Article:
Ashtavakra’s Shastraath with Vandin
Janaka decided to let Ashtavakra face Vandin. Vandin and Ashtavakra began the debate. They alternately composed six extempore verses on the numbers one to twelve. Then Vandi could only compose the first half of a verse on the number thirteen. Ashtavakra completed the verse by composing the second half and thus won the shastraarth against Vandin.
Ashtavakra and Kahola Liberate One Another
The condition of the contest was that if Vandin were to lose he would grant any wish of his vanquisher. Ashtavakra demanded that Vandin be drowned in water just as he had done his vanquished opponents. Vandin then revealed that he was the son of Varuṇa (the Lord of all water bodies), and was sent incognito to land to get rishis to conduct a ritual that Varuṇa wanted to perform. By this time Varuṇa’s ritual had been completed. On Vandin’s request, Varuṇa bade the sages and brahmins be brought to the surface of the waters they had been held in.
Ashtavakra worshipped his father Kahola and was in turn praised by all the freed sages. Kahola was extremely pleased with his son. On their way back home, Kahola made Ashtavakra bathe in the river Samanga and Ashtavakra was freed of the eight deformities in his body.
Much later, Ashtavakra, inspired by the sage Vashishta, arrived at the court of Rama, and was elated to be honoured in the assembly of Ayodhya.
Ashtavakra, the Enlightened Master
Ashtavakra grew into a spiritually advanced rishi and self-realised soul. He went again to Mithila and instructed King Janaka about the Self and showed him the path to enlightenment. These teachings form the content of the Ashtavakra Gita or Ashtavakra Samhita meaning the Song of Ashtavakra, which is a classical Advaita (non-dualistic) Vedanta scripture. It was written as a dialogue between Ashtavakra and Janaka.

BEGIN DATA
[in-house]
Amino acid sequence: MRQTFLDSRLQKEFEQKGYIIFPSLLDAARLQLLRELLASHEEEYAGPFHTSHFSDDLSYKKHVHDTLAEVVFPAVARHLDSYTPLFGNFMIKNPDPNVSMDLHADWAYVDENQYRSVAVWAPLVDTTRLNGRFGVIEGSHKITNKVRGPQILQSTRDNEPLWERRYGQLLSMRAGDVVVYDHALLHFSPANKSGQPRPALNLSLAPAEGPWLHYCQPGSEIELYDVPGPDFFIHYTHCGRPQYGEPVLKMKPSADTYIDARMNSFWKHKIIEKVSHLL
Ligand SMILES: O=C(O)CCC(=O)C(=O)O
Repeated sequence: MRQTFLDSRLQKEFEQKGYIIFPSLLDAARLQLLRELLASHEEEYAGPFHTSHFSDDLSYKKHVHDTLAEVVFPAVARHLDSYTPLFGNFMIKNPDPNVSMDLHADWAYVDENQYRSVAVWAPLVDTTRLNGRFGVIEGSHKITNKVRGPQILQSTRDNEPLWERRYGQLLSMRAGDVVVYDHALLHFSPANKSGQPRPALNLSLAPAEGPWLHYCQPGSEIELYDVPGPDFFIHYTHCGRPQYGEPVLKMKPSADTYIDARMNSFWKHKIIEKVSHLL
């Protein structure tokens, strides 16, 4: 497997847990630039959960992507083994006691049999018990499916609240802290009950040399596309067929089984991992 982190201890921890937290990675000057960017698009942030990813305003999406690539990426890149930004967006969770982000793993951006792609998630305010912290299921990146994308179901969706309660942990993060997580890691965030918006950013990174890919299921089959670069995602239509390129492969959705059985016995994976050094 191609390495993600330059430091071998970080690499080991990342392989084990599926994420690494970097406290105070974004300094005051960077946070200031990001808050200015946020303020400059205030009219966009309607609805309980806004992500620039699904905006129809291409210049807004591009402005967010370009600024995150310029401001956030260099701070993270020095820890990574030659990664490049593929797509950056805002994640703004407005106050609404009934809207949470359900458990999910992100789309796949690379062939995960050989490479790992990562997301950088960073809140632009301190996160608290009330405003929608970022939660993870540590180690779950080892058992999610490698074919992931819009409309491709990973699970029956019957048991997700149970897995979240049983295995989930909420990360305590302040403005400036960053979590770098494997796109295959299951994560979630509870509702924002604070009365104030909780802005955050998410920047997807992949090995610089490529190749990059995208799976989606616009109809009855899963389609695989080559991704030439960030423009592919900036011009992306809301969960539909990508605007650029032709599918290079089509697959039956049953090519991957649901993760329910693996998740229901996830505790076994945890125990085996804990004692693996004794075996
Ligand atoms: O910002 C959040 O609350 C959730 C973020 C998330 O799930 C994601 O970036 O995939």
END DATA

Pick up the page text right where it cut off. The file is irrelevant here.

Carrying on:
An Extract from the Ashtavakra Gita
You are really unbound and action-less, self-illuminating and spotless already. The cause of your bondage is that you are still resorting to stilling the mind.
You are unconditioned and changeless, formless and immovable, unfathomable awareness, imperturbable-such consciousness is un-clinging.
You are not bound by anything. What does a pure person like you need to renounce? Putting the complex organism to rest, you can go to your rest.
Chapters of the Ashtavakra Gita
There are 20 chapters in the Ashtavakra Gita, as enumerated below:
- I Sakshi – Vision of the Self as the All-pervading Witness
- II Ascharyam – Marvel of the Infinite Self Beyond Nature
- III Atmadvaita – Self in All and All in the Self
- IV Sarvamatma – Knower and the Non-knower of the Self
- V Laya – Stages of Dissolution of Consciousness
- VI Prakrteh Parah – Irrelevance of Dissolution of Consciousness
- VII Shanta – Tranquil and Boundless Ocean of the Self
- VIII Moksha – Bondage and Freedom
- IX Nirveda – Indifference
- X Vairagya – Dispassion
- XI Chidrupa – Self as Pure and Radiant Intelligence
- XII Svabhava – Ascent of Contemplation
- XIII Yathasukham – Transcendent Bliss
- XIV Ishvara – Natural Dissolution of the Mind
- XV Tattvam – Unborn Self or Brahman
- XVI Svasthya – Self-Abidance through Obliteration of the World
- XVII Kaivalya – Absolute Aloneness of the Self
- XVIII Jivanmukti – Way and Goal of Natural Samadhi
- XIX Svamahima – Majesty of the Self
- XX Akincanabhava – Transcendence of the Self
In a conversation between Janaka and Ashtavakra, pertaining to the deformity of his crooked body, Ashtavakra explained that the size of a temple is not affected by how it is shaped, and the shape of his own body does not affect himself (or Atma the soul). The ignorant man’s vision is shrouded by names and forms but a wise man sees only himself.
By – Pushpa Gopee Somra